No one seems to object to the transcriptions and posting of AK’s comments which are at www.krausenotes.blogspot.com. I’m putting comments and analysis on a separate blog, this one, so that people who don’t want to read such things don’t have to. This blog is set to accept anonymous comments, but I read them all and won’t tolerate flame wars. None have started.
Some of the most interesting and useful feedback on this material is coming in emails, some shared and others not shared, which I don’t want to post with names attached unless I have permission. I’m just going ahead to name the people AK named in her notes -- it’s been half a century since then, after all. Indeed, some of the email comments are arriving from people in that time period as well and those of us who know each other can probably guess who said what.
In good “discussion” mode, I’ll try to separate the issues from the people.
1. It is most moving that after fifty years the memory of personal relationships with AK have the status of love affairs, magical relationships that have inspired people for decades. They do NOT want that interfered with. Who would?
2. Likewise, there were a few people deeply wounded by past misunderstanding and schism and they, too, still hurt. To some this might be a reason to shut down, but to me it’s a reason to continue.
3. One opinion is that AK’s teaching methods are obsolete now. Students will no longer tolerate the confrontive and sometimes invasive tactics she used then. Indeed, some people wouldn’t accept them then, but they quietly went elsewhere. Is it a loss or a gain to give up the auteur model of teaching? Stanislavki was, after all, a Russian like the famously dictatorial ballet masters.
4. Is it true that academic theatre is nothing like professional theatre? You can still be tough on professional actors? (If Equity allows it.)
5. Some feel that theatre is totally different now. Whatever was important then is NOT important now. Or, to the contrary, theatre, esp. repertory theatre, is entering a renaissance that is vital and thriving across the country with new companies still being founded.
6. AK’s life trajectory is not really understandable without considering the time periods, the place, the administrators, sexism, and so on. No different from understanding a character in a play. (I confess -- this is my opinion.) All this happened before the Derrida Deconstruction craze, but we understand that, don’t we?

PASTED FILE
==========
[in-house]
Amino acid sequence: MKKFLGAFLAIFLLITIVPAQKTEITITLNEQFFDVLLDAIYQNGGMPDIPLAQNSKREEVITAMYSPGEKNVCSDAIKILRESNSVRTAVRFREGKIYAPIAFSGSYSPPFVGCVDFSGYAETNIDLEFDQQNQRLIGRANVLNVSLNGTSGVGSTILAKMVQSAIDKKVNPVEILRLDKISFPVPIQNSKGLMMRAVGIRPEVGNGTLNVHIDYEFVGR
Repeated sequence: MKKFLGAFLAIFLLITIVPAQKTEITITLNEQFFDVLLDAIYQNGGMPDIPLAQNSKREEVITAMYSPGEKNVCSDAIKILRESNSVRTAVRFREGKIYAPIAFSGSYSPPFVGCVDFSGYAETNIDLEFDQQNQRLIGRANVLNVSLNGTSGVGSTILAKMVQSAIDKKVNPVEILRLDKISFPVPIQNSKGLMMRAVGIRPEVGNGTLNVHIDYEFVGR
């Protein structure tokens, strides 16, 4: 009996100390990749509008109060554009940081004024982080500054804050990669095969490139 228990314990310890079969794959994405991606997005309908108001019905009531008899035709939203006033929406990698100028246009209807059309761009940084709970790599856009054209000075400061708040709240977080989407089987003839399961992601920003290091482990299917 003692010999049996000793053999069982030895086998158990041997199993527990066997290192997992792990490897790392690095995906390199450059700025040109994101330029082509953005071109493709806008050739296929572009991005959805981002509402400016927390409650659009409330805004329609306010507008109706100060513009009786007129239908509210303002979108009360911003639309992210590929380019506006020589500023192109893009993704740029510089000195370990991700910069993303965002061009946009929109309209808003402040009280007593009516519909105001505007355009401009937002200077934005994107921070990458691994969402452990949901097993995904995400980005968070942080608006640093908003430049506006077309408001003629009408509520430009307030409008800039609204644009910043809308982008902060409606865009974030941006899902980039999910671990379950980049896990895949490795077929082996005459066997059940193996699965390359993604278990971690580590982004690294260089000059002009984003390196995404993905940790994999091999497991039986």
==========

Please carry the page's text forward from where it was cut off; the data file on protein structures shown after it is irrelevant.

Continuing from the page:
Mary Strachan Scriver
Monday, November 26, 2012
But mainly I'll begin tomorrow to type in AK's Master's thesis. She does NOT suddenly switch philosophies after writing this in 1933, nor does she recant anything from her oratory/rhetoric background. The thesis is not about acting per se, but rather the origins and management of creativity. Her ideas fit well with contemporary theories of creativity and brain operation.
Though AK was praised as being a "Method" teacher in the Stanislavski tradition, she is clearly not "Strasbergian," as described by Richard Hornby in "The End of Acting: A Radical View." (I'll post here some remarks on this book, but since I'm reading it for my own purposes rather than as an actor, I urge you to read the book itself if you ARE an actor.)
Maybe for that reason, since she clearly stated again and again that she was not "into" emotion and being a star or even Broadway, she's not much mentioned anywhere. NU let her go in 1963. Most of the energy behind her reputation has come from students at NU, though the EM actors have done well, too. My cohort, Class of 1961, is over seventy now. I'm finding that the women in particular are not computer savvy. We were not a very academic or literary bunch, with some exceptions like Kate Pogue. It doesn't seem to have occurred to anyone that AK wrote a thesis or that it would be worth reading.
You'll be able to see for yourselves over the next few weeks. By Christmas you will probably be able to print it out, get it bound, and offer it for a present to someone.
Mary Strachan Scriver